Robert Downey Jr., star of the Marvel Cinematic Universe, almost didn’t reprise his role as Iron Man in “Captain America: Civil War.”

Avengers: Endgame” co-directors Joe and Anthony Russo sat down with Variety’s Marc Malkin for the second episode of Variety and iHeartMedia’s new film podcast, “The Big Ticket.”

“We had to convince Robert Downey, who was not under contract to do ‘Civil War,’ to do that movie and to actually play a bad guy,” Joe Russo said.

So how do you get one of the world’s highest-paid actors to appear in a movie he didn’t sign up for?

“A lot of meetings in Malibu,” Anthony Russo said.

“You say, ‘Look, we’re going to try and do something really risky here. We want to deconstruct, we want to inject some edge and some tension into these stories.’ And he has to keep telling these stories, so he wants to play something compelling,” Joe said. “So when you say to him, ‘Hey, you get to be a villain and it’s going to make your next few movies a lot more interesting and give you more to play,’ it’s not that hard to sell.”

Even though it wasn’t an official “Avengers” movie, 2016’s “Captain America: Civil War” featured most of the superheroes divided over whether to register the team with the United Nations. Captain America and Iron Man led the two opposing sides against each other in a climactic battle that left the former teammates not on speaking terms when the dust cleared. The film helped set up “Avengers: Endgame,” which is believed to be the Russos’ final movie with Marvel.

“We’ve only taken it one at a time, honestly, except for ‘Infinity War.’ We don’t have any plans to do any more movies with Marvel. Now, we love Marvel — we couldn’t love them more. Our working experience on these films have been among the greatest in our careers. I wouldn’t be surprised if somewhere down the line we end up doing something when we find the right story. But right now, this is it,” Anthony said.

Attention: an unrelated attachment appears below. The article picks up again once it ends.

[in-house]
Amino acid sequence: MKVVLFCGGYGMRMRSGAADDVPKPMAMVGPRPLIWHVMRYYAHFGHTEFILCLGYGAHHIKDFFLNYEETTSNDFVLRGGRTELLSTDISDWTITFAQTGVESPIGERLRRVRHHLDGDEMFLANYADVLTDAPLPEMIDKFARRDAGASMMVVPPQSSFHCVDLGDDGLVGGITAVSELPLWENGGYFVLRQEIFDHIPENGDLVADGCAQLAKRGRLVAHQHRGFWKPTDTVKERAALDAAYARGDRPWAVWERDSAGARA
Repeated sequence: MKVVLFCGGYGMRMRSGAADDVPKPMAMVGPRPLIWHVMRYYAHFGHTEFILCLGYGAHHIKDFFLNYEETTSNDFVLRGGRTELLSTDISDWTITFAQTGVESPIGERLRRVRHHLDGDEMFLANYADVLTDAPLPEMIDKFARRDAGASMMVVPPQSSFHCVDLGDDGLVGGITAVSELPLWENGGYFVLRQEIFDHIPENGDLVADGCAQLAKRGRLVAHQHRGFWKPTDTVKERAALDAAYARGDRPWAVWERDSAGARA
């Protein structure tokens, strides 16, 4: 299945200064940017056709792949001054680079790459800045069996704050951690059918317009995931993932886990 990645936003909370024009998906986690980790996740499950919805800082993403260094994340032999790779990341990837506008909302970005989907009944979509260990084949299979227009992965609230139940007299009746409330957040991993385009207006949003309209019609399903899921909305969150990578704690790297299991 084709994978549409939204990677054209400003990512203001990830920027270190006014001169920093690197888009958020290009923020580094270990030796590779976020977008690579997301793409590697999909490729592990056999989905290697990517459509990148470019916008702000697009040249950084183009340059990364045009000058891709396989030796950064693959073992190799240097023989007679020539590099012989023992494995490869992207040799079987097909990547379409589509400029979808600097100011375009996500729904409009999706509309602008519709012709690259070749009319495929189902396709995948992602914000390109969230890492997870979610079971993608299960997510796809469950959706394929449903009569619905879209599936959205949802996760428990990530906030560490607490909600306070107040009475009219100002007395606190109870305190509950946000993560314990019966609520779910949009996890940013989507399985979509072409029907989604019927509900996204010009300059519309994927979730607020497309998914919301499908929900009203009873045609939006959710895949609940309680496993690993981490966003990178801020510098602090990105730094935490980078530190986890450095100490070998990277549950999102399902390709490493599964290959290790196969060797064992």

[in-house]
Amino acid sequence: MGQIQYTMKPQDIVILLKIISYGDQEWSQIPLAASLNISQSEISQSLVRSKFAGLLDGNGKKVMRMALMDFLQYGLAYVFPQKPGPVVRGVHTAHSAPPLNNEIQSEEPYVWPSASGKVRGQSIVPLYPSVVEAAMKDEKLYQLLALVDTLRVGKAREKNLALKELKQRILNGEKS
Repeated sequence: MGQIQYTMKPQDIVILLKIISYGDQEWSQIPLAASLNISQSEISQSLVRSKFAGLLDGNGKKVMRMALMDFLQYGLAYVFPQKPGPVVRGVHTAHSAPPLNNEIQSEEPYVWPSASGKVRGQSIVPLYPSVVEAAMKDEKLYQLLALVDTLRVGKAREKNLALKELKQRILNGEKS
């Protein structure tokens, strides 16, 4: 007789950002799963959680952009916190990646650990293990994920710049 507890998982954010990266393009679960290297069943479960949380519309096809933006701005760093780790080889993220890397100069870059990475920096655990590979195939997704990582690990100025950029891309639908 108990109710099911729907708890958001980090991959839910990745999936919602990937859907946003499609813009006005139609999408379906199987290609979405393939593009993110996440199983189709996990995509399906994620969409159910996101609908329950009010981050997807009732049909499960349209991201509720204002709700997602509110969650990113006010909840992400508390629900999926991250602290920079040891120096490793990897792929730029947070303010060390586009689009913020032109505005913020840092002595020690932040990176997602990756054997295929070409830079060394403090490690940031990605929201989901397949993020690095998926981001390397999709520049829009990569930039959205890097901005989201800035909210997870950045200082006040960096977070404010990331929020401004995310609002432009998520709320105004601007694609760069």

The Russos’ next film, “Cherry,” will reunite them with Tom Holland, better known as Spider-Man in the MCU. The young actor has undergone intense preparation to play an army veteran suffering from post-traumatic stress disorder and an addiction to opioids.

“This is a big shift for all of us, doing a treatise on the opioid epidemic. We’ve lost people very close to us to the epidemic, so it’s a very personal and passionate project for us,” Joe said. “I think it’s a very challenging role for him and he’s really working hard preparing for it, both mentally and physically.”

The Big Ticket” has more Avengers on deck. Tomorrow’s episode features Paul Rudd, Don Cheadle and Karen Gillan.

Starting on May 2, a new episode of “The Big Ticket” will be released every Thursday on iHeartRadio or wherever your favorite podcasts are found.

Listen to the new episode here:

https://variety.com/2019/film/news/russo-brothers-robert-downey-jr-almost-not-in-civil-war-1203198904/